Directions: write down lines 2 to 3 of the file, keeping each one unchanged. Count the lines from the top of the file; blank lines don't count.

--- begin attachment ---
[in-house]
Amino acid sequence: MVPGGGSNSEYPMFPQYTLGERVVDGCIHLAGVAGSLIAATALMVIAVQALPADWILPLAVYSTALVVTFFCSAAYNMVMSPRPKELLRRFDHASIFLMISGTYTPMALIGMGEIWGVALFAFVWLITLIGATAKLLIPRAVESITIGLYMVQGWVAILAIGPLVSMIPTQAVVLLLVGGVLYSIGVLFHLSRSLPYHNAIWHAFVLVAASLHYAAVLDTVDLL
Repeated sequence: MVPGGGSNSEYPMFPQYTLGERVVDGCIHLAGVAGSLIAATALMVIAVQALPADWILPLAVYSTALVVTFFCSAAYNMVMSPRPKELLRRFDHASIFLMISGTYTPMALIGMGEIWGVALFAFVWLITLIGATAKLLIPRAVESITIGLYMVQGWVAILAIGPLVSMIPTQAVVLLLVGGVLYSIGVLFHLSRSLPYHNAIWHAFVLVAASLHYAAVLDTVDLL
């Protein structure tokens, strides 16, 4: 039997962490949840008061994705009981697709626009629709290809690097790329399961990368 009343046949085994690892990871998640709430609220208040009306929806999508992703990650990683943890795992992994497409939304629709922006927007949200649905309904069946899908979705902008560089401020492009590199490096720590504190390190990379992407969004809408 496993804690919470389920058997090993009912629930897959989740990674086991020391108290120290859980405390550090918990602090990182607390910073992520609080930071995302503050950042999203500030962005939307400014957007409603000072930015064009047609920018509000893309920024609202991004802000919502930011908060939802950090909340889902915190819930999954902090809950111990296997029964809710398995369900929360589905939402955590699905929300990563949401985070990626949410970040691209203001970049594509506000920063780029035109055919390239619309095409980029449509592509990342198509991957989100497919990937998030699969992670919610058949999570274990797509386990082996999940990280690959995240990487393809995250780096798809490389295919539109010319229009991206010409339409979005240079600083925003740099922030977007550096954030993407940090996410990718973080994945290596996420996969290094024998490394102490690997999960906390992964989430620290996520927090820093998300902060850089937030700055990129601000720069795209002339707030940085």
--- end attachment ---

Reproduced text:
Amino acid sequence: MVPGGGSNSEYPMFPQYTLGERVVDGCIHLAGVAGSLIAATALMVIAVQALPADWILPLAVYSTALVVTFFCSAAYNMVMSPRPKELLRRFDHASIFLMISGTYTPMALIGMGEIWGVALFAFVWLITLIGATAKLLIPRAVESITIGLYMVQGWVAILAIGPLVSMIPTQAVVLLLVGGVLYSIGVLFHLSRSLPYHNAIWHAFVLVAASLHYAAVLDTVDLL
Repeated sequence: MVPGGGSNSEYPMFPQYTLGERVVDGCIHLAGVAGSLIAATALMVIAVQALPADWILPLAVYSTALVVTFFCSAAYNMVMSPRPKELLRRFDHASIFLMISGTYTPMALIGMGEIWGVALFAFVWLITLIGATAKLLIPRAVESITIGLYMVQGWVAILAIGPLVSMIPTQAVVLLLVGGVLYSIGVLFHLSRSLPYHNAIWHAFVLVAASLHYAAVLDTVDLL